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Volume 4, Issue 4 - February 18, 2019
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In this Issue:
EDITORIAL: A BUYER'S MARKET
From the gas buyer’s point of view, there has of late been a happy conjunction of circumstances conducive to LNG arriving in northwest Europe in relatively large quantities this winter. None of these conditions were within the control of any one entity; it just so happened that way. Dated Brent at about $60/barrel feeds through into an Asian term contract price of about $8/mn Btu, allowing for a generous 13% discount.
LNG: MORE SELLERS THAN BUYERS
Recent additions to global liquefaction capacity have lifted LNG supply significantly over recent months, leading to falls in gas prices outside North America, the lowest-priced market of all.
TOTAL FIND IGNITES SOUTH AFRICA
A gas find by a consortium led by Total off the south coast of South Africa has propelled gas to the top of the country’s political agenda. It has even led to calls for the country to set up a sovereign wealth fund.
INTERVIEW: LOOKING FOR TURKISH VALUE
This could be a make-or-break quarter for the mid-cap Canadian producer Valeura, as it tests the commerciality of what it believes are some net 10.1 trillion ft3 of gas in Thrace, western Turkey. NGW spoke with Valeura's CEO Sean Guest.
KIEV PRIORITISES GAS OUTPUT
A high-level delegation from Kiev, representing Ukrainian government, parliamentary and industry bodies, launched the second round of oil and gas auctions in London January 29. The speakers were keen to reassure the audience that the rules were now fixed and that arbitrary hikes in royalties were a thing of the past.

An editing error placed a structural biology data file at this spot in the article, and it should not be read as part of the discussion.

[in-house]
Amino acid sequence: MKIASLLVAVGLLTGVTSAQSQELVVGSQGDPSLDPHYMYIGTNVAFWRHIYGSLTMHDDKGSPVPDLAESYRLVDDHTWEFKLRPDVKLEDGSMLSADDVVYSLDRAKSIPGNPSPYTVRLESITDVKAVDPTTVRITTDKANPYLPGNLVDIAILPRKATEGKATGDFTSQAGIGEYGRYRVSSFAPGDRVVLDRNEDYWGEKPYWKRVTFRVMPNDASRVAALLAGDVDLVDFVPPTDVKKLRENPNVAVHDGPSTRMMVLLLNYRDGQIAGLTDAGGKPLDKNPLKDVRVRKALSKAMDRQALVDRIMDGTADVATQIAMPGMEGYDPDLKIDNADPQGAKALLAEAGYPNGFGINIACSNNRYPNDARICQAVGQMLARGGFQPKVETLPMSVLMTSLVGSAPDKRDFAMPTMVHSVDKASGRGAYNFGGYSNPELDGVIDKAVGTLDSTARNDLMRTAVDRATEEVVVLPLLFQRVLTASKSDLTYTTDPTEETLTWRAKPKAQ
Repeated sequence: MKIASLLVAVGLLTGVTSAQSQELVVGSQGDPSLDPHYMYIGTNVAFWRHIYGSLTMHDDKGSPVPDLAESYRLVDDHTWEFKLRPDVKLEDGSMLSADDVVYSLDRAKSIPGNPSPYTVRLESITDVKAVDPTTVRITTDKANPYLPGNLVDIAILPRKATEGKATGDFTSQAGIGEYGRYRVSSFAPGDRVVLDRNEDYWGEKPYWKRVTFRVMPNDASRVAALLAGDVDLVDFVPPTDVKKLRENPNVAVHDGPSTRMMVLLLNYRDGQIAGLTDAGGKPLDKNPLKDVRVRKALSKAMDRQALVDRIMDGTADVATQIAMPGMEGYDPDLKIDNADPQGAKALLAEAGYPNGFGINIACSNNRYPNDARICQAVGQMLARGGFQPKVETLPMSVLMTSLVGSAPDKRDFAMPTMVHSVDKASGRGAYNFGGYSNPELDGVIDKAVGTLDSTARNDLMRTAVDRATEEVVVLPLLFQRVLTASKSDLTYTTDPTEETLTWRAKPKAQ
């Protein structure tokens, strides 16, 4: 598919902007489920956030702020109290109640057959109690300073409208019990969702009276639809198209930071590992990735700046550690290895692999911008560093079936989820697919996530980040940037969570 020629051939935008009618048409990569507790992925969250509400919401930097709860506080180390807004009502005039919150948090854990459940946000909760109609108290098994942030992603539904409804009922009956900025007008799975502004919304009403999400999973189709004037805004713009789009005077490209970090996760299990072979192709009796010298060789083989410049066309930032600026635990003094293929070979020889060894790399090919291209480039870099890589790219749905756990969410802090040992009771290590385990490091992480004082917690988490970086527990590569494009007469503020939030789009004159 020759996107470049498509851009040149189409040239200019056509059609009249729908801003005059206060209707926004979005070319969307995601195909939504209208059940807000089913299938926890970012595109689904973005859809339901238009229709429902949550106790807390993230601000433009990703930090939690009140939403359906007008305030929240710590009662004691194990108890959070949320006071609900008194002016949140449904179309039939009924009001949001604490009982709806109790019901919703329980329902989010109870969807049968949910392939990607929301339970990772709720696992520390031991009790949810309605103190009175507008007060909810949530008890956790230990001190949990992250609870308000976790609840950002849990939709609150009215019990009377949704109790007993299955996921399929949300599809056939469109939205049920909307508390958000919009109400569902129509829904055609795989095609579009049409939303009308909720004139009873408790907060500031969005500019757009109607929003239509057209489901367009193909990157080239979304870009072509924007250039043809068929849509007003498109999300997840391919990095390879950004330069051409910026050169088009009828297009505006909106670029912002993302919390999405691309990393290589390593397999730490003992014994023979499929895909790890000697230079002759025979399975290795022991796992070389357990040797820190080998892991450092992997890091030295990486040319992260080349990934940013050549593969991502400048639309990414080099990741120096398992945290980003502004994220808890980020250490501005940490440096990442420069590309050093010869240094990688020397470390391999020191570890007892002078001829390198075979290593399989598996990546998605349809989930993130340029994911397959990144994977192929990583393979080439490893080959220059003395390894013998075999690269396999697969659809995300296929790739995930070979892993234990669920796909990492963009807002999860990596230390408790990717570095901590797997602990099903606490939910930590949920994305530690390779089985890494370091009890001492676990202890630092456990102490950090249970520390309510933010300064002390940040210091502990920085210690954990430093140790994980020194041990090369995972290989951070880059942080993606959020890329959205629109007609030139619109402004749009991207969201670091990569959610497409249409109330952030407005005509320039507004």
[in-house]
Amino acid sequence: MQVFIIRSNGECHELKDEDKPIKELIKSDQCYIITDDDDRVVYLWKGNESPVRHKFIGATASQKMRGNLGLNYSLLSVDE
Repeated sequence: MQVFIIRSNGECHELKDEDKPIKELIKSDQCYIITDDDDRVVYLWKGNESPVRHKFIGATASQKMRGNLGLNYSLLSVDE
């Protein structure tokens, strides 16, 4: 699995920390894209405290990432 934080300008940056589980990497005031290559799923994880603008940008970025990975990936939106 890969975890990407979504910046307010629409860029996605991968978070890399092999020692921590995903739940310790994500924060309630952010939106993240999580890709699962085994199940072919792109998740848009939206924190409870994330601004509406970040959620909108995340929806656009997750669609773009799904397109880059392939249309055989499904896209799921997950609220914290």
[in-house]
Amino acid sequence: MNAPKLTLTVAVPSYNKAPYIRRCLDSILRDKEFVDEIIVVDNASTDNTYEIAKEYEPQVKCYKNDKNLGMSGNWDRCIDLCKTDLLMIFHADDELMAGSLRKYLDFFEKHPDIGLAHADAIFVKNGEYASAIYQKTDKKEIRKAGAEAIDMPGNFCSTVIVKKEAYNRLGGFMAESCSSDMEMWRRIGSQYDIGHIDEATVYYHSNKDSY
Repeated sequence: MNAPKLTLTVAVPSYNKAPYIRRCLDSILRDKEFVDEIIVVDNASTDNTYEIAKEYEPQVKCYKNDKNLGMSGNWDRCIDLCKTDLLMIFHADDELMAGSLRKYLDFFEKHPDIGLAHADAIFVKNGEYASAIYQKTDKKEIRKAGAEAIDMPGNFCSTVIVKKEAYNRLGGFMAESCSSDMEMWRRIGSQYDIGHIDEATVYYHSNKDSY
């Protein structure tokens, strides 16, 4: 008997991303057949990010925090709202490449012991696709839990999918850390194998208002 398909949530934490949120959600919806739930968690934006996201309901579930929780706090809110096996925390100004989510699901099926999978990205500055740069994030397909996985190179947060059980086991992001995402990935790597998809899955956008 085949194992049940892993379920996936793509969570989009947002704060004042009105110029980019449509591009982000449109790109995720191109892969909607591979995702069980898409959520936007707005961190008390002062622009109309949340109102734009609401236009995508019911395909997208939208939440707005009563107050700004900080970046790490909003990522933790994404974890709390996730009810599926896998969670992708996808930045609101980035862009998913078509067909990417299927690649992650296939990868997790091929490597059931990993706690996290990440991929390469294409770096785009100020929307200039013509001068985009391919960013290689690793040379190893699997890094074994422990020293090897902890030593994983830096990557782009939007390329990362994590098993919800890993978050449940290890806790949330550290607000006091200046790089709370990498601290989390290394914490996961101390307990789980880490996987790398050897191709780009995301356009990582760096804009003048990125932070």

LNG EYES NEW MODELS
LNG has freed gas from its pipeline prison and opened the way for new ways of producing and trading the fuel in fresh territories. The possibilities are myriad, which is a lot of uncertainty for the money men to mull.
CHINA AND INDIA READY FOR MORE LNG
China and India are two of the world’s fastest growing economies and second and fourth biggest consumers of LNG. China closed the year 2018 with record volumes of LNG imported for the second year in a row, while India’s imports too were at an all-time high; albeit much lower than that of China.
NAVIGATING SPAIN'S ENERGY ISLAND
In energy terms Spain and the wider Iberian peninsula is sill very much an island, cut off from the rest of Europe by the Pyrenees. A number of ambitious projects have been floated to boost gas connections, the most recent of which is the Step project to increase interconnection capacity between France and Spain. But that was dealt a blow last month when the two countries’ regulators said they could not support the project in its current form.
CHINA’S PRODUCERS UNDER PRESSURE
A decade ago China was producing 99% of the natural gas it consumed. Today policy-driven demand growth has put China on a trajectory of needing to import half its gas by 2030. Not surprisingly, the government is leaning on producers to raise their game.
THE FUTURE OF GAS IN EUROPE
The claim made at the European Gas Conference (EGC) in Vienna was that gas will become the most important energy source in the EU before 2030. This is probably true: but for how long?
EGYPT DRAWS THE MAJORS
The Egyps conference in Cairo early February, with its sprinkling of senior executives from large oil companies, and some well-timed announcements of field start-ups and licence awards, drove home the importance the country attaches to its energy potential.